If you want to use a JavaScript library, you need to import it first. We added underscore.js to our project above, so to use it we would write:

var _ = require('underscore');

With require.js, never load in JavaScript with <script> tags. There might be a few exceptions, but everything should be imported with require. This helps modularity, separates concerns, and makes it easy to minimize and concatenate everything for deployment.

Since weatherme uses the Twitter Bootstrap tab component, we need to include its JavaScript. Add this line:

require('bootstrap/tab');

You don't care about the return value because it modifies the jQuery object. You can view the rest of the JavaScript for weatherme on GitHub.

Note: jQuery and Twitter Bootstrap were added manually for this specific app

CSS

Now, for CSS. Open up www/css/app.css and you'll see that it imports defaults.css. Feel free to open up defaults.css and modify the defaults. Since we are using Twitter Bootstrap, uncomment the following line:

@import "bootstrap.css";

That will include the CSS for Twitter Bootstrap components. We don't need the responsive CSS, so we will leave that commented out. When we build the app for deployment, this will all be inlined into a single CSS file.

Write the rest of the CSS for your app in this file. You can view the weatherme CSS here.

Now that I've written HTML, CSS, and JavaScript, it's time to test it! Fire up the serve command again:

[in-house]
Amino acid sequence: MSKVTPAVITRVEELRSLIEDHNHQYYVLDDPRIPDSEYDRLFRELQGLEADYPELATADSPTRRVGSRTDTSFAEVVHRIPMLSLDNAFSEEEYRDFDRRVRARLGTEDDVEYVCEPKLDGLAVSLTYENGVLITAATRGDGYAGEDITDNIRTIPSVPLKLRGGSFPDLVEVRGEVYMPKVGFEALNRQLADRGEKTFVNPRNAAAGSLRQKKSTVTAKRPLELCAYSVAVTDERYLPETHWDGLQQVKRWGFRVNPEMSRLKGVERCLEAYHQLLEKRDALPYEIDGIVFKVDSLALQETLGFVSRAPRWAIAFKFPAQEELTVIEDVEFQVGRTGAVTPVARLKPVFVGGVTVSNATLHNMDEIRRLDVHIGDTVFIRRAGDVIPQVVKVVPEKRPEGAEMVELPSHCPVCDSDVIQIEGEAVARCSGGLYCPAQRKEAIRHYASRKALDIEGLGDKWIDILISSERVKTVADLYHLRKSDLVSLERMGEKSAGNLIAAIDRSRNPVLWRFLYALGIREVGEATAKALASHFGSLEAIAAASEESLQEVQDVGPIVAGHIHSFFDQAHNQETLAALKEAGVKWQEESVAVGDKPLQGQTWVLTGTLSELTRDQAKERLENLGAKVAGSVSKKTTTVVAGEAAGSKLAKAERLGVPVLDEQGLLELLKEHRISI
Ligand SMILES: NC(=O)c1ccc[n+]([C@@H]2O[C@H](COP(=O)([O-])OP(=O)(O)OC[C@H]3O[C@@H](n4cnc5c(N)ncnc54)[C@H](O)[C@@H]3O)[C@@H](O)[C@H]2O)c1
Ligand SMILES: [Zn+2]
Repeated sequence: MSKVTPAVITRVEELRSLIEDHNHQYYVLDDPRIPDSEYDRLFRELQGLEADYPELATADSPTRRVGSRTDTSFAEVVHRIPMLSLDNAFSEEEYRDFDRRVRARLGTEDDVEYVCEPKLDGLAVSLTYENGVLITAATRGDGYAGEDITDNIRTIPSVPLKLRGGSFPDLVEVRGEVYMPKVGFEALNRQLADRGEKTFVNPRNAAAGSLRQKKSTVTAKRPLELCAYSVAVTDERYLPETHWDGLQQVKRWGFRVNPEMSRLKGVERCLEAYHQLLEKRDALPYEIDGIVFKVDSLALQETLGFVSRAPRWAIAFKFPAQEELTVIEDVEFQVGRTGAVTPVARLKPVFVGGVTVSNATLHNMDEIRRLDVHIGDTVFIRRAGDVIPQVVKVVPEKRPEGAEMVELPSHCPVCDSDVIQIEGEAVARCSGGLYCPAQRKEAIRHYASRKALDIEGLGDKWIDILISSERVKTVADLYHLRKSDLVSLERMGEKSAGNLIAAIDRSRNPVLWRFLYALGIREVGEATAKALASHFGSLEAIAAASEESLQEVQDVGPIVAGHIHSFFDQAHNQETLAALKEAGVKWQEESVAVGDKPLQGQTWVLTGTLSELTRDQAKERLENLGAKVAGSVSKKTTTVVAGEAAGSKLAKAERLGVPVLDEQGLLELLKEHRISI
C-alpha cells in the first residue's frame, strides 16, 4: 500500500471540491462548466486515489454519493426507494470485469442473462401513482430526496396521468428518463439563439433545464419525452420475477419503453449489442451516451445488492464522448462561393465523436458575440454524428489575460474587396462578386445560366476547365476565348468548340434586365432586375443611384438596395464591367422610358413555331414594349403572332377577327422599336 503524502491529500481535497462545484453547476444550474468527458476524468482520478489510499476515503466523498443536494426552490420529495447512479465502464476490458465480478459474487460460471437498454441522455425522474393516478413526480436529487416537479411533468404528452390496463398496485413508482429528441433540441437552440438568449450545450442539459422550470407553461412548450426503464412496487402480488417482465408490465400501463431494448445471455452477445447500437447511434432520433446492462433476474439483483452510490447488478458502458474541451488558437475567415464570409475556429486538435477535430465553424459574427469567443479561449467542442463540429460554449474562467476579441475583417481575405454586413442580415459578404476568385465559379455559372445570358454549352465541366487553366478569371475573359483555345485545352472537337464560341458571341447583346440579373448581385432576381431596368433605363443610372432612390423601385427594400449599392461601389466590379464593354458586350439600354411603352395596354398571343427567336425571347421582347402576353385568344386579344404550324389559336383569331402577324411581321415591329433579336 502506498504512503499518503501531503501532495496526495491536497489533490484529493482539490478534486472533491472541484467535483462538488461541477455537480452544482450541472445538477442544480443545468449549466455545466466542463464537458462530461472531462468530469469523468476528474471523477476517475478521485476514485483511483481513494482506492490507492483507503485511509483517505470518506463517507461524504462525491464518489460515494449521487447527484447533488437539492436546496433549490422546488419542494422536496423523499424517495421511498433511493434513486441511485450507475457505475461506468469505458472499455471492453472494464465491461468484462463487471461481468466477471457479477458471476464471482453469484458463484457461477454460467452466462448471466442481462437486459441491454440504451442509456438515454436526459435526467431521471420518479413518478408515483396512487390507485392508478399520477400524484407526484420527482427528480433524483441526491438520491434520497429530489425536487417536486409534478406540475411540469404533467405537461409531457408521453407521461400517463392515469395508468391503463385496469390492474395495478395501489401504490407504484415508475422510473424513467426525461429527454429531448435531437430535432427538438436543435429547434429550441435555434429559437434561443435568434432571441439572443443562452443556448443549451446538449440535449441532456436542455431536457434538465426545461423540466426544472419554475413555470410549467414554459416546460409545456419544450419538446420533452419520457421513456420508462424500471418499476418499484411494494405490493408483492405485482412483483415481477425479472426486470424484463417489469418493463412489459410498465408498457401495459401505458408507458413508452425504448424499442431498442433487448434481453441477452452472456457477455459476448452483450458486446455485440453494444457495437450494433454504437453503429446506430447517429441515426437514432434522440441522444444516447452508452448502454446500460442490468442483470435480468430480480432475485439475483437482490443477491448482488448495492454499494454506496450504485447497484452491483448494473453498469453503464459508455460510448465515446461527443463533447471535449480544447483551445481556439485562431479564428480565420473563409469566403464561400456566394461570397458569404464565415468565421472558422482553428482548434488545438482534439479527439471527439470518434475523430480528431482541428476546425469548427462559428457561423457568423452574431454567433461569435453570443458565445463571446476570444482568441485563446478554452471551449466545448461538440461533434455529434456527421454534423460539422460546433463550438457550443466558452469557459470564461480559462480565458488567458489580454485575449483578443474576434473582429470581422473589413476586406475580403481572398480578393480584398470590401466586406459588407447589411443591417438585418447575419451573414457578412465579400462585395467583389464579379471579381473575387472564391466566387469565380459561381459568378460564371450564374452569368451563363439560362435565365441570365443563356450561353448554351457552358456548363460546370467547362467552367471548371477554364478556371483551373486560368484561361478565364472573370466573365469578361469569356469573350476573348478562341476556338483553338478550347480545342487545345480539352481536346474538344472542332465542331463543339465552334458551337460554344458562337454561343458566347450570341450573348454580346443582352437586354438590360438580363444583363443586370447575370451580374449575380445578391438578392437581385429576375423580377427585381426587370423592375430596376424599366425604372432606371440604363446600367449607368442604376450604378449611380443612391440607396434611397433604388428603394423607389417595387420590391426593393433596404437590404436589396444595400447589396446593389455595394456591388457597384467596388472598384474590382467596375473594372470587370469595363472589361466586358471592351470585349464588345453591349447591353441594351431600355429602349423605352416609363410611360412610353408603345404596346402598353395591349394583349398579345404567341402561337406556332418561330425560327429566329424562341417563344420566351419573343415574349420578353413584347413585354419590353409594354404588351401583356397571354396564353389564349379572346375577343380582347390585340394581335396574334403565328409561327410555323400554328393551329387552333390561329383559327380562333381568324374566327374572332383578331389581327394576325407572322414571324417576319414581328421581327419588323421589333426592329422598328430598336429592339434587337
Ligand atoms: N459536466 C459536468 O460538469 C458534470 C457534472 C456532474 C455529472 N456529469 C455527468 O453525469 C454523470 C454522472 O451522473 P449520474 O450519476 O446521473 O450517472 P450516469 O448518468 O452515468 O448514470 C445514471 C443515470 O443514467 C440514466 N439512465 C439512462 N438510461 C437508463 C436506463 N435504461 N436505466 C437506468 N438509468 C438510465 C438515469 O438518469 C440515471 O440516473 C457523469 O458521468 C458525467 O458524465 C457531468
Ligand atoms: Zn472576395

volo serve

And test your app at http://localhost:8008. Time to fix bugs!

Deployment

Before we deploy, we need to customize manifest.webapp. Open up the file in www change the name, description, and other properties. If you're going to host it on github, make sure to set the launch_path setting to /<project-name>/ instead of just /.

When you are ready to deploy, build your app (from the root directory):
 
volo build
This creates a www-built directory with all JavaScript and CSS concatenated and minified. If you want to test this, run the serve command with the base argument:
 
volo serve base=www-built

If you want an appcache so that your app can run offline, volo has a command to generate it for you. All you need to do is:

volo appcache

And it will create it in the www-built directory (building your app if it hasn't been yet). That's it! All of your files will be cached and usable offline.

Lastly, volo has a command for deploying to GitHub. We recommend hosting your app on GitHub because it is easy and stable. You can't do this if you need a server-side component, but if it's all client-side you should use GitHub Pages. Just type:

volo ghdeploy

And volo will create a repo for you if it doesn't exist yet and push to the gh-pages branch, which tells github to create your page at <username>.github.com/<project>. You app is now live!

When you make future changes, you must first build your app (volo build) and then deploy it (volo ghdeploy). The ghdeploy command does not automatically build your app.

Document Tags and Contributors

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Contributors to this page: ciban, Sheppy, jlongster, chrisdavidmills, Yoshino, MarkGiffin
Last updated by: chrisdavidmills,